The biggest story in Oregon politics this month was something that didn’t happen. On July 16, business interests abandoned an effort to repeal the Legislature’s $1 billion corporate tax increase to fund schools.

For decades, Republicans referred taxes to voters whenever they felt Democrats overstepped the will of the electorate. When timber executive Rob Freres wrote a $1 million check in June to fund an initiative campaign that would put the tax before voters, a 2020 trip to the ballot seemed inevitable.

But Democrats outfoxed Republicans at the close of the legislative session to pass a series of end-of-session bills to make a ballot initiative to overturn the tax increase more difficult.

 

Here’s what they did.

1. They made it more difficult to collect signatures.

Democrats passed Senate Bill 761, which sets new rules for gathering the tens of thousands of signatures needed for a ballot initiative. Campaigns used to be able to mass-email signature sheets to their mailing lists. Now, they can send the e-sheets only if voters ask for them. In addition, the sheets must contain the full text of the initiative, whereas in the past only a summary was required.

2. They picked who describes the measure to voters.

They also passed Senate Bill 116—requiring that if enough signatures are gathered to send the tax measure before Oregonians for a vote, that election must take place in January, when turnout is low and Democrats think they have a better chance of beating back a repeal. SB 116 also gives lawmakers the authority to write the ballot title, typically the responsibility of the attorney general. (The wording of the ballot title often influences whether an initiative succeeds or fails.) That “could well be the kiss of death for it,” says campaign finance expert Dan Meek.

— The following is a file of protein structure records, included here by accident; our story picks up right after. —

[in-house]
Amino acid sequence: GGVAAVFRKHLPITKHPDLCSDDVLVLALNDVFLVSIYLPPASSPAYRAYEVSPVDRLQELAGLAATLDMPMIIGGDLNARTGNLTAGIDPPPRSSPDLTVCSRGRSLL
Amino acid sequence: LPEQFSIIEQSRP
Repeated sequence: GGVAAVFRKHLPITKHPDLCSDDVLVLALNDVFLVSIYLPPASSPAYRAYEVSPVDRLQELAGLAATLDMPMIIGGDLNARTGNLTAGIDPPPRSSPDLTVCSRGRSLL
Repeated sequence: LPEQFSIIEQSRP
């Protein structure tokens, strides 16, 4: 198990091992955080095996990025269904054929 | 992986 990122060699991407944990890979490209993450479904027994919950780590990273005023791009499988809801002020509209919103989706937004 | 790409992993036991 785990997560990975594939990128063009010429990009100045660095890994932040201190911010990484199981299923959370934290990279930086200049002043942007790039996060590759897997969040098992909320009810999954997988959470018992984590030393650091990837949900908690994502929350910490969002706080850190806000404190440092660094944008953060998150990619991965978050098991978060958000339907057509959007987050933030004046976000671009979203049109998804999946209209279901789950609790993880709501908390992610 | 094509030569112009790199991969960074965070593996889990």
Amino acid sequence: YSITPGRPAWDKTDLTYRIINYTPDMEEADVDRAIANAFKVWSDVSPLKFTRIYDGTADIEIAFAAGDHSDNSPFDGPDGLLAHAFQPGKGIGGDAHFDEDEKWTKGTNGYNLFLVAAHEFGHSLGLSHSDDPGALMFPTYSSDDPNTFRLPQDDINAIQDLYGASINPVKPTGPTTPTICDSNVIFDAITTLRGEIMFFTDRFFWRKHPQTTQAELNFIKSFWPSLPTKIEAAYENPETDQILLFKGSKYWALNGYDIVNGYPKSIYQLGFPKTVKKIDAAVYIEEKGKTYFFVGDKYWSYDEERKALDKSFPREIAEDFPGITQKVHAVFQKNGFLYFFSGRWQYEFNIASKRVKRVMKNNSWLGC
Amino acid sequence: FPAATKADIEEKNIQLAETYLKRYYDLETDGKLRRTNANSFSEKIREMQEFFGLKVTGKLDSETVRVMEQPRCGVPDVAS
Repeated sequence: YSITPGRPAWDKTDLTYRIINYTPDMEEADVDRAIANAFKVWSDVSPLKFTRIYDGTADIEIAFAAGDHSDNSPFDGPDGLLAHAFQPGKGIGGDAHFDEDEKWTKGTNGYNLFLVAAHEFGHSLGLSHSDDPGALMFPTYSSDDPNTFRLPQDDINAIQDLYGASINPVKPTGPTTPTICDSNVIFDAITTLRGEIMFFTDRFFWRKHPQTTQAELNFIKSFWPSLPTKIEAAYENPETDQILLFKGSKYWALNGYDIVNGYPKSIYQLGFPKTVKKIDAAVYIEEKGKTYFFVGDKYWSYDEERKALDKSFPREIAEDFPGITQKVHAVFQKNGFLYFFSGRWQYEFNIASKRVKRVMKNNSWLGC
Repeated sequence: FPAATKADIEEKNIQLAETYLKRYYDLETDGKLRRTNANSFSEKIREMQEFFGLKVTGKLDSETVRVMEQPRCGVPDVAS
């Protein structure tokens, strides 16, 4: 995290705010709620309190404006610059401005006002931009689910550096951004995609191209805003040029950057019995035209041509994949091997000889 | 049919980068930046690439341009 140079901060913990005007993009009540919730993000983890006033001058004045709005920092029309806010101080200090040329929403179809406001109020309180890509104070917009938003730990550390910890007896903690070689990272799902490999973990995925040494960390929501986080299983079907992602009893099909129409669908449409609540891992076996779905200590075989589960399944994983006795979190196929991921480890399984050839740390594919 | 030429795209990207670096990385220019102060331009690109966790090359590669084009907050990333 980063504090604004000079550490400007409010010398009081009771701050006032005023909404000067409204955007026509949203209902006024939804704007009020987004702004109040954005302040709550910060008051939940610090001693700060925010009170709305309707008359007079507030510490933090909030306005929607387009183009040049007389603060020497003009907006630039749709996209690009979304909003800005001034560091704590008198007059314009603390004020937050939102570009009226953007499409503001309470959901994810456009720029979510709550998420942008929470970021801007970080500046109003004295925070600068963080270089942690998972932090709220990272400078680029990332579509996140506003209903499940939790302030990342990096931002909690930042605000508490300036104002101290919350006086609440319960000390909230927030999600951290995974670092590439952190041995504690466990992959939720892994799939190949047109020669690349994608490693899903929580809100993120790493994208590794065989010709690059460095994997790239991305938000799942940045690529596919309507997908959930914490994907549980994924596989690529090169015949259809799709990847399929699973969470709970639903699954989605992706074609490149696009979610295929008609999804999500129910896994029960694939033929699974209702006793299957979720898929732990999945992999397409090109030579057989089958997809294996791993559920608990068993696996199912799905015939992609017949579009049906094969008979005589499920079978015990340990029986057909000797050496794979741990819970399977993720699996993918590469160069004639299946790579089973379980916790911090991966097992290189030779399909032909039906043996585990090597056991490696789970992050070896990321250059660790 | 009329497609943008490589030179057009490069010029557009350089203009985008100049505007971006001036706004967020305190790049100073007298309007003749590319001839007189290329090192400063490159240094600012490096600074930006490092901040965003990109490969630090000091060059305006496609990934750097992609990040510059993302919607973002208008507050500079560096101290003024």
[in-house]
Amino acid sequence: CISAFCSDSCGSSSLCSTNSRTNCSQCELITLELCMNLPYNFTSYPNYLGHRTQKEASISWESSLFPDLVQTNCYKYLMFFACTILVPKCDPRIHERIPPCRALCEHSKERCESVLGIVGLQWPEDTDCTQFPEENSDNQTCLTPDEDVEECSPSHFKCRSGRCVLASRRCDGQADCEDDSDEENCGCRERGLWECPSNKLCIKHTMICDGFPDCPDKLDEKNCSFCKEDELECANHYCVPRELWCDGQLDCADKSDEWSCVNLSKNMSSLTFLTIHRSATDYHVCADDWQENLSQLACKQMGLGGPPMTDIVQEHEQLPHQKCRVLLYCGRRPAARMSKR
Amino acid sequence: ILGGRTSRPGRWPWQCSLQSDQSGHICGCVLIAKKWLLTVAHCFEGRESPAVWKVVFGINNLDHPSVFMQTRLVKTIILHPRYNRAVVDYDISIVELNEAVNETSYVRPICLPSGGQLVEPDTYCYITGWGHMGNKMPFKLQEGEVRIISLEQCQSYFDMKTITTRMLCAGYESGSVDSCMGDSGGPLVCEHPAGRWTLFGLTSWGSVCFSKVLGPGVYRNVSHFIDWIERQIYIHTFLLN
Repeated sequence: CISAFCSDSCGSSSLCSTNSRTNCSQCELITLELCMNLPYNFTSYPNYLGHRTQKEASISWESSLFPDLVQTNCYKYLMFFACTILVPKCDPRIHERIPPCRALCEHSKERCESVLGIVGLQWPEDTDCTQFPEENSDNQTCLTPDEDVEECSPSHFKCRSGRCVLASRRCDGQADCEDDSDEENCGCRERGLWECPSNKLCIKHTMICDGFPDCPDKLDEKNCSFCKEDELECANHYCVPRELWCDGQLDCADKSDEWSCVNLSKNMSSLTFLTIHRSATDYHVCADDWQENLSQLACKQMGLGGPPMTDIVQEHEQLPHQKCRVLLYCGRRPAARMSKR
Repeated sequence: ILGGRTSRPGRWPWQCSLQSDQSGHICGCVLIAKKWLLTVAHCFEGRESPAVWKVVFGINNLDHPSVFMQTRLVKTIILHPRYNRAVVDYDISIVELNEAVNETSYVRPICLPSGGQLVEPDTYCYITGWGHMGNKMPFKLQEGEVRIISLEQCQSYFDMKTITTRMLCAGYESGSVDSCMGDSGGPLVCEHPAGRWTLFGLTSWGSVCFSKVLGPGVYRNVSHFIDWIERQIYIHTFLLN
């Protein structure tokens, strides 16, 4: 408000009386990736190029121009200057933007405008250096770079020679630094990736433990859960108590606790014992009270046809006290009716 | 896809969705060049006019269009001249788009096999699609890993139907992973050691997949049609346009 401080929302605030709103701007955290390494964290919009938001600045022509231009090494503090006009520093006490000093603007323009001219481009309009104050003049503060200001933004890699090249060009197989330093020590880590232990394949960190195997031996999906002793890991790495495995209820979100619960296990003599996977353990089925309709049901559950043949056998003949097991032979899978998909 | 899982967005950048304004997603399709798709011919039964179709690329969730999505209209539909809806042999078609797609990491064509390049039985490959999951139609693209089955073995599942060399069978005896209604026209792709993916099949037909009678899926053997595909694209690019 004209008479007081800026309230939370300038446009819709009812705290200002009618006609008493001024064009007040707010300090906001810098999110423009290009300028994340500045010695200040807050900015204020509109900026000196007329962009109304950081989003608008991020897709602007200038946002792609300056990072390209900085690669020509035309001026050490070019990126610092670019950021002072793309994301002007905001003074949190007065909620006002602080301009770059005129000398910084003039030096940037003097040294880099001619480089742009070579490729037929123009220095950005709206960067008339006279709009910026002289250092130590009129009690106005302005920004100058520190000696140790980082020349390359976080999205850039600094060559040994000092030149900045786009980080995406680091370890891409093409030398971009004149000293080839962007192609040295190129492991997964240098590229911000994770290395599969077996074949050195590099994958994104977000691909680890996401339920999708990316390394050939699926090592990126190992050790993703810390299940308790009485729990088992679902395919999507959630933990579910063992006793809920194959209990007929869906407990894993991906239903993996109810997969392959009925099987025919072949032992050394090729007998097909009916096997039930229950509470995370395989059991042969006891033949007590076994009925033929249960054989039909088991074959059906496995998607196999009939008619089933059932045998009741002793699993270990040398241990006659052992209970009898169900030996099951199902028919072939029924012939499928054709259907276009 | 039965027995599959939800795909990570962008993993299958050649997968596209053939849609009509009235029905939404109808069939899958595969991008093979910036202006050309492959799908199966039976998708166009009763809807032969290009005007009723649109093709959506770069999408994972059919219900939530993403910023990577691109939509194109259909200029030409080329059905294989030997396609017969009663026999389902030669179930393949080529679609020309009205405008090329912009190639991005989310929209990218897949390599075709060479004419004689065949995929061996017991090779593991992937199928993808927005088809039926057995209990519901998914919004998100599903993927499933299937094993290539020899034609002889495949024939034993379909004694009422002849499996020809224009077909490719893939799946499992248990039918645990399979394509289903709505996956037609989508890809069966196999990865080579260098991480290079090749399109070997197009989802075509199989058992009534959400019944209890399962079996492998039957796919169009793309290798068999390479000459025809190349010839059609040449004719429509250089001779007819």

3. They made sure the tax wouldn’t affect powerful interests.

To finance an initiative to repeal the tax, opponents need big donors. Democrats already made sure some potential opponents were satisfied. Nike, the state’s biggest company, supported the tax; state and local business associations agreed to remain neutral. Then at the end of the session, they “fixed” the tax increase so even fewer opponents would be motivated to fight it.

House Bill 2164 included a clarification that car dealerships could pass along the cost of the tax to customers. The bill also clarified that tips to restaurant workers would not be taxed. Lithia Motors and the restaurant lobby have previously fought tax increases, but these fixes were expected to keep them on the sidelines.

4. They required two elections.

 

Opponents say Democrats added language that would require two trips to the ballot to overturn the tax increase—one in January 2020 and another in November 2020. Two elections would mean two campaigns—and double the campaign bankroll—to repeal the tax. Legislators “have rigged the system so far in their favor that our chances of success at this point are very remote,” read a July 16 email from Oregon Manufacturers and Commerce announcing the decision to referendum supporters.